Campus Reform – by Chloe Sparwath
The University of Virginia imposed restrictions on students for nearly two weeks in February, limiting what they could and could not do, in an effort to slow the spread of coronavirus.
According to an email sent by university administrators on February 16, on-campus students were only allowed to leave their dorm for essential activities, such as going to a job, attending class, getting food, and performing outdoor exercise until at least February 26, at which time the university would “consider lifting them…if conditions around the virus permit.”
But for the 10 days from February 16-26, students who live off-campus were “encouraged to remain at home and limit contact with individuals outside of their living arrangement.”
While students were able to go to their on or off-campus job, the email stated that “volunteer activities” should be avoided.
The announcement stated that “all in-person events and gatherings, on and off grounds” that are not affiliated with classroom learning “are prohibited and should be moved online.”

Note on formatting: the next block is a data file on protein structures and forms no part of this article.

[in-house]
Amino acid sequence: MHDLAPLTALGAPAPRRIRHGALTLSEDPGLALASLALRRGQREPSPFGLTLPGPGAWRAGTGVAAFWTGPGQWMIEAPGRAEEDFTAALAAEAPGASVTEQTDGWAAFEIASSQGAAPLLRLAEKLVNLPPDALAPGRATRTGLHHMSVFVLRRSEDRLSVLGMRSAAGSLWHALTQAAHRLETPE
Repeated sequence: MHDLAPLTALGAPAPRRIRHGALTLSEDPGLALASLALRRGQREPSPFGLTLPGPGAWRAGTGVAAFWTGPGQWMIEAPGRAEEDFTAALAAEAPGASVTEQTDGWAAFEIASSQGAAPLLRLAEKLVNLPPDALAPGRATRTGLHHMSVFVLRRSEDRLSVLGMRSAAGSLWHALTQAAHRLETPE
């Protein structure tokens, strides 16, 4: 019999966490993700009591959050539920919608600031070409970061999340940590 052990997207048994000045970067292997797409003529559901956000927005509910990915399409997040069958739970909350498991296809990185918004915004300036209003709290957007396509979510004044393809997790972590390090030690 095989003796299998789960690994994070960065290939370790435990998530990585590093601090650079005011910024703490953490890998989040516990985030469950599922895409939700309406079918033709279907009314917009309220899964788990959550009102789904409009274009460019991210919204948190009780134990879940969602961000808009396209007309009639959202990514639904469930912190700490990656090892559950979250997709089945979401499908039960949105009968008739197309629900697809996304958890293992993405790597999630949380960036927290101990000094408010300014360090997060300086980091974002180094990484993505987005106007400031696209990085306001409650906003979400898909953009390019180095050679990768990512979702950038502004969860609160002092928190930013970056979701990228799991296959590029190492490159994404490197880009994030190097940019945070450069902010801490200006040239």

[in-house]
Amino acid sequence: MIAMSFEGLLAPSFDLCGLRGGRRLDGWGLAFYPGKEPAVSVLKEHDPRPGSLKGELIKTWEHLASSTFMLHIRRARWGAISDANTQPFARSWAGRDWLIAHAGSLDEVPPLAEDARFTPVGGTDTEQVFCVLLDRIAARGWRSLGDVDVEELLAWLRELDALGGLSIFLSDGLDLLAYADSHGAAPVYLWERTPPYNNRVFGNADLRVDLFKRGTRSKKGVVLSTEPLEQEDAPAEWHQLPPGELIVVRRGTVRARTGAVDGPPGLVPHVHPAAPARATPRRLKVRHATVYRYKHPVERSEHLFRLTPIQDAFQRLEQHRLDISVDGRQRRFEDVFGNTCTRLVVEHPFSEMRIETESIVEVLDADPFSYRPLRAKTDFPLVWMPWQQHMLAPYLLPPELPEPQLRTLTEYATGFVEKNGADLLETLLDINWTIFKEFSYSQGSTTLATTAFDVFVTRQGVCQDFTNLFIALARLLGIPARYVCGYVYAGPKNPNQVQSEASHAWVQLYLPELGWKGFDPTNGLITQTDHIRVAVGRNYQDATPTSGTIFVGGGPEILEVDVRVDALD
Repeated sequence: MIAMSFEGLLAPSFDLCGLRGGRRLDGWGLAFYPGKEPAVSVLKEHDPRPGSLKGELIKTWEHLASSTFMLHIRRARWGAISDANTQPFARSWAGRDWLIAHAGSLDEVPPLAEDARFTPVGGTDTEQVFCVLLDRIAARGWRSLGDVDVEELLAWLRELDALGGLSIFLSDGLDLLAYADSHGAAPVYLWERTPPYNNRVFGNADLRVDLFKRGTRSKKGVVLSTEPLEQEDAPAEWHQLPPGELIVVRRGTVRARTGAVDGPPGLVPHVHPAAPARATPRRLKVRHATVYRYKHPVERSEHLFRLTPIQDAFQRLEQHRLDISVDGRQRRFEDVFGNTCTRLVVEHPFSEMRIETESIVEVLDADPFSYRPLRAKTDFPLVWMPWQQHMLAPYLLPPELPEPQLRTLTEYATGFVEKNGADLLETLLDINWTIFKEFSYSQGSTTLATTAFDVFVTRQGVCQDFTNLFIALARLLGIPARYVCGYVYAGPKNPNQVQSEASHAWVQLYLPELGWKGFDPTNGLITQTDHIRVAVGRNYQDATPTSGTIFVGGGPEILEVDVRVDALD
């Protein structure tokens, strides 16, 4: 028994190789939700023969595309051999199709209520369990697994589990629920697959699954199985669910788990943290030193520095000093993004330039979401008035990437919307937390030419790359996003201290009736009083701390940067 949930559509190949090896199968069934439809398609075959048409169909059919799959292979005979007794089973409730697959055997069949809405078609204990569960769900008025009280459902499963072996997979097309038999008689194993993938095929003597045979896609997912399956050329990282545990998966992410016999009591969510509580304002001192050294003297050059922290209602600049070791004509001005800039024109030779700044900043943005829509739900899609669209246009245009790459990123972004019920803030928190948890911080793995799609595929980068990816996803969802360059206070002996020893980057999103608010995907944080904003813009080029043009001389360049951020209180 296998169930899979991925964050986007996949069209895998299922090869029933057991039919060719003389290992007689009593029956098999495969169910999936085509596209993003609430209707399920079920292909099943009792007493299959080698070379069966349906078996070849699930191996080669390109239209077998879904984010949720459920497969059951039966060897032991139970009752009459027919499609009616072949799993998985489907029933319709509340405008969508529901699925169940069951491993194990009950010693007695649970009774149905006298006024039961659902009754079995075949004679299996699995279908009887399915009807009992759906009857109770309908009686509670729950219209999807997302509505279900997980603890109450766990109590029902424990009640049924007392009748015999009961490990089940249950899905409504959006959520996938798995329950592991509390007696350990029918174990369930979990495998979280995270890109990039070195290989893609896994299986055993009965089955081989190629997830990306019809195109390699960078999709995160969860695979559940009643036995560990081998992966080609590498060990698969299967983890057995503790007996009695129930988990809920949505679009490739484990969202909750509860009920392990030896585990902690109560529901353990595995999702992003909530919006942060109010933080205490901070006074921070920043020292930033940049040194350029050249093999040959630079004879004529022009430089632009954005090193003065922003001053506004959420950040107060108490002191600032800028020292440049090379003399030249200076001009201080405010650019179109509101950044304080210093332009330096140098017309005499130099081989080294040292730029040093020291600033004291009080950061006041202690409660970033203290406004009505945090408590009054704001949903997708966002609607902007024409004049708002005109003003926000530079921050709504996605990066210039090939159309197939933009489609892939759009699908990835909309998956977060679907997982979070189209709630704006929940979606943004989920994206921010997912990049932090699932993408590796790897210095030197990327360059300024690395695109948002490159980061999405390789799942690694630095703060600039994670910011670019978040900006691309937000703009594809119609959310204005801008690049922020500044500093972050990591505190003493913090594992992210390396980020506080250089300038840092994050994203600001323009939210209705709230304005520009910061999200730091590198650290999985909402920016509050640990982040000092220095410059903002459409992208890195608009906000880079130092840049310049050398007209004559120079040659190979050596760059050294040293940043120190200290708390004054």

The administrators who signed the email said that the restrictions were a result of a “troubling rise in COVID-19 cases within our student community, as well as the arrival of a new, more contagious variant.”
According to the Cavalier Daily, the university confirmed that the U.K. variant of the coronavirus was detected within the UVA community.
“We know you are tired of fighting the pandemic, and we share your COVID-fatigue. We know these restrictions will be difficult. We assure you that we are taking these steps solely out of concern for protecting the health and safety of our community. This is crunch time,” the email concluded.